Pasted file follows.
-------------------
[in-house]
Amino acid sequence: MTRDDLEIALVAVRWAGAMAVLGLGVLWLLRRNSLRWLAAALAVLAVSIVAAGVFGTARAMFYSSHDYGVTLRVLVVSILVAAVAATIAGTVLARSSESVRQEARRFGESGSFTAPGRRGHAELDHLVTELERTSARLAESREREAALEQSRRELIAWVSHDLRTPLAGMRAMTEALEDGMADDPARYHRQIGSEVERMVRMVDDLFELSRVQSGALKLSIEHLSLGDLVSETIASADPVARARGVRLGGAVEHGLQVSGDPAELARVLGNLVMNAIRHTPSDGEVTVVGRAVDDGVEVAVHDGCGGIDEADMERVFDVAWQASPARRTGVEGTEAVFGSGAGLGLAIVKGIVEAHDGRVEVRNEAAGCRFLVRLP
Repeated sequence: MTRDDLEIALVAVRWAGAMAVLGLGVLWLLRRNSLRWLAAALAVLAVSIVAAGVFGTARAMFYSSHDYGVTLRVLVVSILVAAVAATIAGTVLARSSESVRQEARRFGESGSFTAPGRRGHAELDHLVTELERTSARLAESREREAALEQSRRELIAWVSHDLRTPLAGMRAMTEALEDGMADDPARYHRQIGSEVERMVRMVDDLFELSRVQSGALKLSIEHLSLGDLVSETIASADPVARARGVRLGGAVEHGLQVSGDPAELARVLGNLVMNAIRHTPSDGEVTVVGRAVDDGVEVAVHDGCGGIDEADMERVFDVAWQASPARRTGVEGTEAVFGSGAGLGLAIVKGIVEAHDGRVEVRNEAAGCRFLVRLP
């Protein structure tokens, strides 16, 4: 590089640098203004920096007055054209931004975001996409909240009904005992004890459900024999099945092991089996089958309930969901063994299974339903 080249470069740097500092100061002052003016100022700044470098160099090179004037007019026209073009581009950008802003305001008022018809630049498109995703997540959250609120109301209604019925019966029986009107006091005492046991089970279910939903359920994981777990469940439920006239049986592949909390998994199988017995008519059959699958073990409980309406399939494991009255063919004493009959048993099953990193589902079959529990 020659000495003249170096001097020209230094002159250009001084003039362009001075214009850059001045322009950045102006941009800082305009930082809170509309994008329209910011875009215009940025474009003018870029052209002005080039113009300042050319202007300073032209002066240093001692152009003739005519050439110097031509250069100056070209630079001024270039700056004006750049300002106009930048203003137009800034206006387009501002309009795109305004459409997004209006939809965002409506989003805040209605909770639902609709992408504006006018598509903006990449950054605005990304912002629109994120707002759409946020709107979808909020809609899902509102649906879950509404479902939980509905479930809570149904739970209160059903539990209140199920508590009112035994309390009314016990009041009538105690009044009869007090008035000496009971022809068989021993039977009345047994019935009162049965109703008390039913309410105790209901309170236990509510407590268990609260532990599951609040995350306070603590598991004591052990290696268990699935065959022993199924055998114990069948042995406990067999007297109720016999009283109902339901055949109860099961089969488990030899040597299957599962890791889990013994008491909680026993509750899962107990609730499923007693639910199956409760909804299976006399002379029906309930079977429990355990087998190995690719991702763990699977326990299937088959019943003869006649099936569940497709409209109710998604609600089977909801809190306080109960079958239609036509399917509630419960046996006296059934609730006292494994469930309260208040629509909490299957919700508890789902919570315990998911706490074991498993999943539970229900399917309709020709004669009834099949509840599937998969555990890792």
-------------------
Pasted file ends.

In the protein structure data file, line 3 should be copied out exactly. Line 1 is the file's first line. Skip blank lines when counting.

Repeated sequence: MTRDDLEIALVAVRWAGAMAVLGLGVLWLLRRNSLRWLAAALAVLAVSIVAAGVFGTARAMFYSSHDYGVTLRVLVVSILVAAVAATIAGTVLARSSESVRQEARRFGESGSFTAPGRRGHAELDHLVTELERTSARLAESREREAALEQSRRELIAWVSHDLRTPLAGMRAMTEALEDGMADDPARYHRQIGSEVERMVRMVDDLFELSRVQSGALKLSIEHLSLGDLVSETIASADPVARARGVRLGGAVEHGLQVSGDPAELARVLGNLVMNAIRHTPSDGEVTVVGRAVDDGVEVAVHDGCGGIDEADMERVFDVAWQASPARRTGVEGTEAVFGSGAGLGLAIVKGIVEAHDGRVEVRNEAAGCRFLVRLP